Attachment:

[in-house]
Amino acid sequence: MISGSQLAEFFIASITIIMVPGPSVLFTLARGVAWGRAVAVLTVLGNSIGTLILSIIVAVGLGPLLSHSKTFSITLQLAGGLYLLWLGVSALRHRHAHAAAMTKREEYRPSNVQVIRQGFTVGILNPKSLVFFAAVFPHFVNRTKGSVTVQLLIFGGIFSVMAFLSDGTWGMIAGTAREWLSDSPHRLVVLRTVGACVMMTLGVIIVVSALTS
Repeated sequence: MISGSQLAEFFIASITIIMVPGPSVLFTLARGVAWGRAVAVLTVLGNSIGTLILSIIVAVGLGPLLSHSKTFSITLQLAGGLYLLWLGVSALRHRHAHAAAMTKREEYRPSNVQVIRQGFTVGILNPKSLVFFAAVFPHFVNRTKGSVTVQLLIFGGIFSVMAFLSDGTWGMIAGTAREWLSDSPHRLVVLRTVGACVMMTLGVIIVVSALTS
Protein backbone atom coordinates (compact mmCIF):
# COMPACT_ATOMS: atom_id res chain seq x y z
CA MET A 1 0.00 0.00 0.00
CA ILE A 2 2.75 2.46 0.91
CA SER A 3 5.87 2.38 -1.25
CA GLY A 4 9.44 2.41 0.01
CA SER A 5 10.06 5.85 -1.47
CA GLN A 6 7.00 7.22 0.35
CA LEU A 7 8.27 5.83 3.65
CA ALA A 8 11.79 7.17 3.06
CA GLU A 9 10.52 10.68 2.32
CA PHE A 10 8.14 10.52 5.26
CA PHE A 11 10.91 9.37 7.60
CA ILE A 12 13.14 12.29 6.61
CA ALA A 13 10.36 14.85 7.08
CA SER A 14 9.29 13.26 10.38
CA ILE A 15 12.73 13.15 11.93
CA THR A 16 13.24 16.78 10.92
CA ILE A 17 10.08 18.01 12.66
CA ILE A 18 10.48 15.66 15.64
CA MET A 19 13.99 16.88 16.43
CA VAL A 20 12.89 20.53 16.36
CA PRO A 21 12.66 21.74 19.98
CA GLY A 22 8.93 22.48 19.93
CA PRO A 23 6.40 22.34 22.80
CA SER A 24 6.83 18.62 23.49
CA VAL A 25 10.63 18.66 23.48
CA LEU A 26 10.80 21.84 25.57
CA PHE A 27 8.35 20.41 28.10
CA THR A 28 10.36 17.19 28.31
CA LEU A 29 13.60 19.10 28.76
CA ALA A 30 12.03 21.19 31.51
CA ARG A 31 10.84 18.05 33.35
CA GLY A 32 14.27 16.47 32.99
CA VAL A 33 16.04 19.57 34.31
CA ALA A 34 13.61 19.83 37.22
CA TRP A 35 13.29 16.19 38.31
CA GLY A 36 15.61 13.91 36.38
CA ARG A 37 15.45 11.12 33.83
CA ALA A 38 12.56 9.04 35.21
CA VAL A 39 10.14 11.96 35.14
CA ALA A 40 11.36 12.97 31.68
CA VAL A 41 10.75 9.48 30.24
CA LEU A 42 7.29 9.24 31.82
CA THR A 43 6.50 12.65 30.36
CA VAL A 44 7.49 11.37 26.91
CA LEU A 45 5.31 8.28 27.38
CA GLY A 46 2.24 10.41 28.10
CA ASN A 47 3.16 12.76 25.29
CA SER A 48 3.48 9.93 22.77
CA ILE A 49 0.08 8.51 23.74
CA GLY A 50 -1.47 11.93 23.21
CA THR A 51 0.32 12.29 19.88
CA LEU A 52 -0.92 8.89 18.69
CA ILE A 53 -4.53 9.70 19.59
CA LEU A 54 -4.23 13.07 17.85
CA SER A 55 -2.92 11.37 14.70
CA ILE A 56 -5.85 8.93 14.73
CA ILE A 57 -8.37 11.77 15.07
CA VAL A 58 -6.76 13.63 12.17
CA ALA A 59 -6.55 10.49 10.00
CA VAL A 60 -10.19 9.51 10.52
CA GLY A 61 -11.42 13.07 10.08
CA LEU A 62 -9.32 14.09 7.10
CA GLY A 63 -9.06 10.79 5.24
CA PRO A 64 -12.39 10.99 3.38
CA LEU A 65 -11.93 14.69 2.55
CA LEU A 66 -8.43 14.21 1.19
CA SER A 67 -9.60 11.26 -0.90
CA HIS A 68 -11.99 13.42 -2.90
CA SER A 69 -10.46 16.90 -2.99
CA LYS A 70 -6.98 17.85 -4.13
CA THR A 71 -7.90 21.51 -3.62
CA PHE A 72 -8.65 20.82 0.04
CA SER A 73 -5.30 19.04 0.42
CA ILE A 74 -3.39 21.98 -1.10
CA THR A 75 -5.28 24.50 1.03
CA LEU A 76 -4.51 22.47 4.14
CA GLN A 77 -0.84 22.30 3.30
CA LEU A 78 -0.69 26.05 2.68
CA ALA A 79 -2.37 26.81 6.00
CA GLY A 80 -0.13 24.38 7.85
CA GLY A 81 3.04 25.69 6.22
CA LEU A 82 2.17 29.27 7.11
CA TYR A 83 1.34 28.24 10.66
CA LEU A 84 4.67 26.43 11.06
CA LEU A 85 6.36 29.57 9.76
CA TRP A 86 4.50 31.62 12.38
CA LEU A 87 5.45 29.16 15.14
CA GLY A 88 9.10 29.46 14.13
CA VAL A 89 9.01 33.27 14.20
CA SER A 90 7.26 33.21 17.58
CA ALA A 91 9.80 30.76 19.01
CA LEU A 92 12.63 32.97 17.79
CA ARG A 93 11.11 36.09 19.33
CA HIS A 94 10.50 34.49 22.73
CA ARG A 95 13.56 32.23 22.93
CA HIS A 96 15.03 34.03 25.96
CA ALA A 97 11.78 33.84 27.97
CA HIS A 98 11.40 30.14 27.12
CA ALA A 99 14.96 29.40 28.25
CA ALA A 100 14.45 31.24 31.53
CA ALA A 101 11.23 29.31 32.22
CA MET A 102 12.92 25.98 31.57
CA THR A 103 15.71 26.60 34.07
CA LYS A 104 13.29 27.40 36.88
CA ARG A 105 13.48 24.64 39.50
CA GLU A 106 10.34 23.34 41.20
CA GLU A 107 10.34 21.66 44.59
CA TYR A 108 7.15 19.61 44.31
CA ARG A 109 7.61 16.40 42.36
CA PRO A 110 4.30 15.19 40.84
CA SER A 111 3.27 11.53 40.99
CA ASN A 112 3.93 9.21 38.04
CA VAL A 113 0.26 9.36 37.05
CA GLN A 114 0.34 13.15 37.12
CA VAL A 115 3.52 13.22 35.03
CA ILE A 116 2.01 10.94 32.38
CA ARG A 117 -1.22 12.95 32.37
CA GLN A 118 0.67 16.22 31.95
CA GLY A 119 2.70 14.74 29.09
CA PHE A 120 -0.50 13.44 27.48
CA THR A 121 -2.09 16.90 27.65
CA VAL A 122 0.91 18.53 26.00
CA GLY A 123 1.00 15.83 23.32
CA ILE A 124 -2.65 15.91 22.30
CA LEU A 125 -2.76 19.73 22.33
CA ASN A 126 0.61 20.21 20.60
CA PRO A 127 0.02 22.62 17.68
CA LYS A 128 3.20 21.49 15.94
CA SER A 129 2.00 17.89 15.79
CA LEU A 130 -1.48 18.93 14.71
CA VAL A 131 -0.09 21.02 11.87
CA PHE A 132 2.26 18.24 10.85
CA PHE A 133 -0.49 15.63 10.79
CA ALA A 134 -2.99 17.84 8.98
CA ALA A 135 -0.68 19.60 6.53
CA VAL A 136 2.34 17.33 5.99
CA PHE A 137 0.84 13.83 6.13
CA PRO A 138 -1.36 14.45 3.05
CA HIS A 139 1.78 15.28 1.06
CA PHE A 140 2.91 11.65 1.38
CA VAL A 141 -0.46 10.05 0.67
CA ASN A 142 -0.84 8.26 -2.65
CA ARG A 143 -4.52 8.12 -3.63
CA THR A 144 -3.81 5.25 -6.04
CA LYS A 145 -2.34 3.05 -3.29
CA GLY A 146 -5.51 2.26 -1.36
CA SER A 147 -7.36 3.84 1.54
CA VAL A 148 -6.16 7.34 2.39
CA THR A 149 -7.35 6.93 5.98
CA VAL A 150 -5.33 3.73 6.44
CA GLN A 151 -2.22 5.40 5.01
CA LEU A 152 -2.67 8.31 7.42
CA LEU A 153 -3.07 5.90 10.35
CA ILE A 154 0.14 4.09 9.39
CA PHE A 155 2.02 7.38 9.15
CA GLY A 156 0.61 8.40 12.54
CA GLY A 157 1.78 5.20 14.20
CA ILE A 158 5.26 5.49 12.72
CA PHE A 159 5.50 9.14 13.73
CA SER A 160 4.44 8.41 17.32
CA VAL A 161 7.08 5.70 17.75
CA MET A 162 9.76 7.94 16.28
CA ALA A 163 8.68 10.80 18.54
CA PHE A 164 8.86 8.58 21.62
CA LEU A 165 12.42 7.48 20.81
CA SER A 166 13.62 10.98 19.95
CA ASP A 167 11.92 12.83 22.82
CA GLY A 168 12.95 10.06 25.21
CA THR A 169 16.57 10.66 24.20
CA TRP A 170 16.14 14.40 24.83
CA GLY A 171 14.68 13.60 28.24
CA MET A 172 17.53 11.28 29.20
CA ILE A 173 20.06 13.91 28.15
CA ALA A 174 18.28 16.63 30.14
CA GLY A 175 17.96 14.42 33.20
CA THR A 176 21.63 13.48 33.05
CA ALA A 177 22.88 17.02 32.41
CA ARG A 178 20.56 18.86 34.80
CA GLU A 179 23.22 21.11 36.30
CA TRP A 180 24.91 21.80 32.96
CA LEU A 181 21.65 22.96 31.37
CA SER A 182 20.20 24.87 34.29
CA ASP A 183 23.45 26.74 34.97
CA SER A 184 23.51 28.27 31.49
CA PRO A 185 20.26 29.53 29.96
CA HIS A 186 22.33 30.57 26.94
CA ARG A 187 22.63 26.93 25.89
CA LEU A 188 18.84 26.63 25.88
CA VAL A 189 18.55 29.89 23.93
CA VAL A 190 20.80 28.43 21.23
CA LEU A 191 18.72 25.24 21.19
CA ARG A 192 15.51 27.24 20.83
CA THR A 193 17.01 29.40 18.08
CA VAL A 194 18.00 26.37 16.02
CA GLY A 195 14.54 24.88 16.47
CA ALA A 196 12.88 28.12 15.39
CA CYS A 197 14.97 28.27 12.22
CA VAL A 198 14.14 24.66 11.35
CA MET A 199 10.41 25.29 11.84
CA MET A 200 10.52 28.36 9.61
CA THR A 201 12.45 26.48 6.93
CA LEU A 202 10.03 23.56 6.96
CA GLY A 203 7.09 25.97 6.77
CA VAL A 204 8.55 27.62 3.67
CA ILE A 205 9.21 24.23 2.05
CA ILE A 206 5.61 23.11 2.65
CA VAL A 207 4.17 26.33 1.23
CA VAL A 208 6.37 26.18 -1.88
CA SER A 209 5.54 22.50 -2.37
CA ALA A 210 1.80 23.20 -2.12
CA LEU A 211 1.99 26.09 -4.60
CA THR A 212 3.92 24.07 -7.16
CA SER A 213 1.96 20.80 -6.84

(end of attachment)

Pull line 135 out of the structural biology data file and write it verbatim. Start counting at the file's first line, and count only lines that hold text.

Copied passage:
CA LEU A 130 -1.48 18.93 14.71